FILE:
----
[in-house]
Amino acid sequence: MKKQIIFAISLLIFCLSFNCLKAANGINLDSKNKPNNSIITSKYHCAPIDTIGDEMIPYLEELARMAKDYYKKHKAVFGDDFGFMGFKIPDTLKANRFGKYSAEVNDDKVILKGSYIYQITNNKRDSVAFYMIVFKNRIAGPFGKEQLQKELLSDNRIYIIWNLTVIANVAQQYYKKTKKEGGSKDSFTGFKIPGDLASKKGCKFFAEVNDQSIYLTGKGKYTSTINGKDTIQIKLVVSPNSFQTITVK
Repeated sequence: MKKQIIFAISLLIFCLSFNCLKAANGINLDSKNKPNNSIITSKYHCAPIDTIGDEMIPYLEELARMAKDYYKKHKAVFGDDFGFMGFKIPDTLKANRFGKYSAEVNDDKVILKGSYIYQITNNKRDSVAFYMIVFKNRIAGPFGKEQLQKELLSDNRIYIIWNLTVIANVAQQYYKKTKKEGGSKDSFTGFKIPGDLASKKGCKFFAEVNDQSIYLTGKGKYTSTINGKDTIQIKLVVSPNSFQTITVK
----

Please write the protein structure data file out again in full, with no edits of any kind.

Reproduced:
[in-house]
Amino acid sequence: MKKQIIFAISLLIFCLSFNCLKAANGINLDSKNKPNNSIITSKYHCAPIDTIGDEMIPYLEELARMAKDYYKKHKAVFGDDFGFMGFKIPDTLKANRFGKYSAEVNDDKVILKGSYIYQITNNKRDSVAFYMIVFKNRIAGPFGKEQLQKELLSDNRIYIIWNLTVIANVAQQYYKKTKKEGGSKDSFTGFKIPGDLASKKGCKFFAEVNDQSIYLTGKGKYTSTINGKDTIQIKLVVSPNSFQTITVK
Repeated sequence: MKKQIIFAISLLIFCLSFNCLKAANGINLDSKNKPNNSIITSKYHCAPIDTIGDEMIPYLEELARMAKDYYKKHKAVFGDDFGFMGFKIPDTLKANRFGKYSAEVNDDKVILKGSYIYQITNNKRDSVAFYMIVFKNRIAGPFGKEQLQKELLSDNRIYIIWNLTVIANVAQQYYKKTKKEGGSKDSFTGFKIPGDLASKKGCKFFAEVNDQSIYLTGKGKYTSTINGKDTIQIKLVVSPNSFQTITVK